The problems associated with handy little hard drives was driven home earlier this year, when the estate of the late artist Prince moved to prevent the release of six songs he had recorded with an engineer and producer who had collaborated with him at Prince’s Paisley Park studios in Minneapolis. The songs date back almost a decade, and the situation underscores the potential problems that unsecured master recordings can become the root of. A judge’s restraining order directed the engineer to turn over “all of the recordings acquired through his work with Paisley Park Enterprises, including original recordings, analogue and digital copies, and any derivative works.” But of course this was a matter of horses and stable doors by then. So even though it’s much easier to store the physical elements of music production today, their very ease of transport, combined with the pitfalls that all digital media are inherently prone to, makes storage and custody a greater concern now than ever.
The liability potential for media elements became exponentially greater in the digital domain; the damage escaped track files could cause ranging from financial losses to piracy to image impairment as a result of unprocessed tracks revealing what could be viewed as an artist’s flaws.
More recently, cracks of media elements have taken an even more sinister turn. Media pirates are becoming that much more like their actual counterparts by hacking finished files and then holding them for ransom. This impacted the film industry first, with the 2015 hack of Sony Pictures; more recently, pirates accessed the episode files of the next season of Orange Is The New Black, a popular Netflix series. The ‘kidnappers’ (their nom de guerre is ‘thedarkoverlord’) made good on their threats, releasing the episodes when the streaming service failed to meet the ransom requests, adding, ominously, “We’re not playing any games anymore.” What’s also notable here, though, is that the hack likely occurred through a Los Angeles post-production studio. As the music business becomes concentrated on a smaller and smaller group of elite recording artists, it’s inevitable that their media elements will become targets at some point.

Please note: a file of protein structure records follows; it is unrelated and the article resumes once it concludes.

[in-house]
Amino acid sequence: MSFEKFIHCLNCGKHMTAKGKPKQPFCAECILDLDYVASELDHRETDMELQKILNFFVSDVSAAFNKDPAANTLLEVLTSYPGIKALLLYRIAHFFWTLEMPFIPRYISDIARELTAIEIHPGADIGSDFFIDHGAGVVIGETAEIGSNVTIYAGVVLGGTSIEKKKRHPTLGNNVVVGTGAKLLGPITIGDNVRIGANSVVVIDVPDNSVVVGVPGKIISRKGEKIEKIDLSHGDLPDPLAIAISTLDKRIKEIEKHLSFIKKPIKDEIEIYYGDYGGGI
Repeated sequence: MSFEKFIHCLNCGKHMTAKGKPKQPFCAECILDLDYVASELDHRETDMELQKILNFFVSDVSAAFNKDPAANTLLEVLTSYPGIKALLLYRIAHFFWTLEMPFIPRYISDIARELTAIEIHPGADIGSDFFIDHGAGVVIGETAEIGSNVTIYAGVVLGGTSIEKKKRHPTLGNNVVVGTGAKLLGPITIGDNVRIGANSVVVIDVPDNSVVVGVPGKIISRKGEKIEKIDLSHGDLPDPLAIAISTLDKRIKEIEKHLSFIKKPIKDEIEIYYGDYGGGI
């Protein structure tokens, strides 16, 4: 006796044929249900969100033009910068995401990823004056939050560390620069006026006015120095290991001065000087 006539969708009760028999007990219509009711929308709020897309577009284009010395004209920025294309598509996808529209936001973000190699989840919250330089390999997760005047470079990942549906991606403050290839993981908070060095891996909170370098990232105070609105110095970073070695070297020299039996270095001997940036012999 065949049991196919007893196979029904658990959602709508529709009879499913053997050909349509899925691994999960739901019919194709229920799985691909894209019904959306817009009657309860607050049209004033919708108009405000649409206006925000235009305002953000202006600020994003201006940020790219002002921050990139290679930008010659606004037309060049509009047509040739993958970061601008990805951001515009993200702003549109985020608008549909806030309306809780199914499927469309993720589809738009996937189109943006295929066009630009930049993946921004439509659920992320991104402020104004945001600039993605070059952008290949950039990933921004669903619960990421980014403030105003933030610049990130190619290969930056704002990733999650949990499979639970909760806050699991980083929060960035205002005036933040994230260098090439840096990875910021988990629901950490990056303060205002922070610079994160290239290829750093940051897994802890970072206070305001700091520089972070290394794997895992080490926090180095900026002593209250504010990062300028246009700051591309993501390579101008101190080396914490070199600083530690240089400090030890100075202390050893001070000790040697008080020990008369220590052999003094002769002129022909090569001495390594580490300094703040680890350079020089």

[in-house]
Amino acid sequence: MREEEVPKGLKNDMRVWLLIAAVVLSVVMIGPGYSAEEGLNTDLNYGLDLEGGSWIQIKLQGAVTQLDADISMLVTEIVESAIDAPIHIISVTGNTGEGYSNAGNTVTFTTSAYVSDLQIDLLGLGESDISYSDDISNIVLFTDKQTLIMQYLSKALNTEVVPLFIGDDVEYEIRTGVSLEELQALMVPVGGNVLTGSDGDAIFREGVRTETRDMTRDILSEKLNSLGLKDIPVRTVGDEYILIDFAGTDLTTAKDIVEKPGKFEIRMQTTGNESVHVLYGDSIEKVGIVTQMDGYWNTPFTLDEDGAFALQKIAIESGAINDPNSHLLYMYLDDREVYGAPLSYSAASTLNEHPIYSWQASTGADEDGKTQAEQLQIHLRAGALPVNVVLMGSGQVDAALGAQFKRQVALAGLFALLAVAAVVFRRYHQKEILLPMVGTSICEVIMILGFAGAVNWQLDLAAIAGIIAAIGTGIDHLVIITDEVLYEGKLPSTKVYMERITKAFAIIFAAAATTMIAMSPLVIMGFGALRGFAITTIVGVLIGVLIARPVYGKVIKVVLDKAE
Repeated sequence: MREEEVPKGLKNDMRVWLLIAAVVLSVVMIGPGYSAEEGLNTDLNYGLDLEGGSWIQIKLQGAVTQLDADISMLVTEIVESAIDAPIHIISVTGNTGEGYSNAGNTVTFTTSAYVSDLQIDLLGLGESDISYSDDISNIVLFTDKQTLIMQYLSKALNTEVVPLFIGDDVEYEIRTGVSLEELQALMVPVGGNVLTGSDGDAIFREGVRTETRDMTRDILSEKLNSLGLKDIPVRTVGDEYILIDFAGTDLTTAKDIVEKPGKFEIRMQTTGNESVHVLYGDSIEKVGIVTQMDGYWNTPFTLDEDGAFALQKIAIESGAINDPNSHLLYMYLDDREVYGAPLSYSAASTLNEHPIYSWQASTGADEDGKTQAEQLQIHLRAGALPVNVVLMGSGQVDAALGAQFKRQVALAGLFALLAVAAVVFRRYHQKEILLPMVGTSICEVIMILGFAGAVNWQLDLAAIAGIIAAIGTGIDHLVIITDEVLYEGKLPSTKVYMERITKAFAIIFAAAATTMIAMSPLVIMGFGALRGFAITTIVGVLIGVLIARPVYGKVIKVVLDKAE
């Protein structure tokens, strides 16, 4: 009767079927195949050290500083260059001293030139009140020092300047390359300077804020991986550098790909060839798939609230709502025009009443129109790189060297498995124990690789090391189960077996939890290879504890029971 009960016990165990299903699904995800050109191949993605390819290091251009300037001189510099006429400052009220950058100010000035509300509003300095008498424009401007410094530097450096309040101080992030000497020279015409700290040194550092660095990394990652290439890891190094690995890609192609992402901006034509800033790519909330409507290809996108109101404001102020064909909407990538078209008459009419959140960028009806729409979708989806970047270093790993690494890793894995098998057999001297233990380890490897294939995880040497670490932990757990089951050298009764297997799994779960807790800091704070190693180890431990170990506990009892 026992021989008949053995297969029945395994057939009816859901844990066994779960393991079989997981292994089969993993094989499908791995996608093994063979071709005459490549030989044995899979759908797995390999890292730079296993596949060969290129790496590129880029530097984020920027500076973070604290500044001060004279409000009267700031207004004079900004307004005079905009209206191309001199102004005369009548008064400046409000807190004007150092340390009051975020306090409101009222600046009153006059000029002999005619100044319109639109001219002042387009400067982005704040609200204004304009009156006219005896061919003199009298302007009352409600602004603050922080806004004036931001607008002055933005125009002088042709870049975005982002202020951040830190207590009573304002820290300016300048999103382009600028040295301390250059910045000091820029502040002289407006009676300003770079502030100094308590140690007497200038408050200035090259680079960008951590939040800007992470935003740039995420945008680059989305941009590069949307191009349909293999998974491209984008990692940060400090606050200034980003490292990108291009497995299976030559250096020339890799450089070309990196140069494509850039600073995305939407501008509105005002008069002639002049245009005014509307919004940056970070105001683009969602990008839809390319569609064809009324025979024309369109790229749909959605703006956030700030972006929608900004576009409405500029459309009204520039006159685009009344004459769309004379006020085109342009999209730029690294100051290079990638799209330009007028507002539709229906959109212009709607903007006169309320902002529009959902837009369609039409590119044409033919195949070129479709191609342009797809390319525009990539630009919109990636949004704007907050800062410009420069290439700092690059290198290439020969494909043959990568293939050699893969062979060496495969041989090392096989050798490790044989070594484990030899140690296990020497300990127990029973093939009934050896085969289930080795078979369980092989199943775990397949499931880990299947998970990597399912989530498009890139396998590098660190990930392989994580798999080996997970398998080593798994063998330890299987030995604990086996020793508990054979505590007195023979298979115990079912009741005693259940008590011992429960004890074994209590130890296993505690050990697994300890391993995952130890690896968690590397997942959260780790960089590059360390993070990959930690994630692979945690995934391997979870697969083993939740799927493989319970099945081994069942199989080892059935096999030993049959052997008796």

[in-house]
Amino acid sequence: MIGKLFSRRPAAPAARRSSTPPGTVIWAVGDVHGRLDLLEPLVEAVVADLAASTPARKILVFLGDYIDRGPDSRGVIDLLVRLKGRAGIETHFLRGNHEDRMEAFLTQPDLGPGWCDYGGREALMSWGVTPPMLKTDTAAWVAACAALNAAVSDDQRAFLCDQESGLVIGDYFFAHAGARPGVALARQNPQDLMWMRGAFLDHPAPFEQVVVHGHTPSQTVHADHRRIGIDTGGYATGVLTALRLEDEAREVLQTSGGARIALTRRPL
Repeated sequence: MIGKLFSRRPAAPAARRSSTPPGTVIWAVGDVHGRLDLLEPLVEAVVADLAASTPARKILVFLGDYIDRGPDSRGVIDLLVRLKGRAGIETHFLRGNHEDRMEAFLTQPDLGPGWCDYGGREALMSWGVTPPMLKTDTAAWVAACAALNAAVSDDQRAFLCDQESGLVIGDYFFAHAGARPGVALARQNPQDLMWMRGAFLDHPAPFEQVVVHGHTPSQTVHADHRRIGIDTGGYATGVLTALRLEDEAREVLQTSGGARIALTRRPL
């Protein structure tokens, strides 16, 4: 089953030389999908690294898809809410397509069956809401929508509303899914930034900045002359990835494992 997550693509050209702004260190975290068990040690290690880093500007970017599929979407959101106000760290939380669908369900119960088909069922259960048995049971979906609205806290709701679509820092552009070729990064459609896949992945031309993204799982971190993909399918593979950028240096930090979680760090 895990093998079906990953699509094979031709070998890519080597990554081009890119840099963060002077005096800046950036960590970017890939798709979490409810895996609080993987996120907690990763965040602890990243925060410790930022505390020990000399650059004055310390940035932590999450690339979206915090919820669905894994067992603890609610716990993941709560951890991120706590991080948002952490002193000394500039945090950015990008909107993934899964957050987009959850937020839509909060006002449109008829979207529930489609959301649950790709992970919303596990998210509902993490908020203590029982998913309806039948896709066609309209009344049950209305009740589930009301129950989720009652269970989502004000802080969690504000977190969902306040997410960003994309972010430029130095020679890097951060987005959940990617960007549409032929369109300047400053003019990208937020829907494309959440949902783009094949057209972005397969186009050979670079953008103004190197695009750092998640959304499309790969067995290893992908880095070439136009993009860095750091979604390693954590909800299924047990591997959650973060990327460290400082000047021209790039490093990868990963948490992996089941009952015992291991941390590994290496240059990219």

Recording studios have been a flashpoint for content leaks in the past for the same reason that dogs are blamed for flatulence: they’re both easy targets and it’s not easy for them to fight back. Setting cut-off limits for the storage of all client-owned media, establishing a clear and documentable process for getting media back into the hands of those clients, plus upping a studio’s Internet firewalls, can go a long way to alleviating the potential for leaks and hacks. Bienstock recommends creating and using agreements between studios and clients limiting studios’ liabilities regarding media left behind. “Templates for these agreements should be on every studio’s computers, along with plug-ins,” he warns. All this goes for private studios, as well — more of them than can be counted are used commercially, a little or a lot, depending on the owner’s fancy and finances, and are thus subject to the same potential for trouble, even if it’s the owner’s friends that are the clients. If the last presidential election taught us nothing else, it’s that content will find its way out of almost any box. Do what you can to make that box someone else’s problem.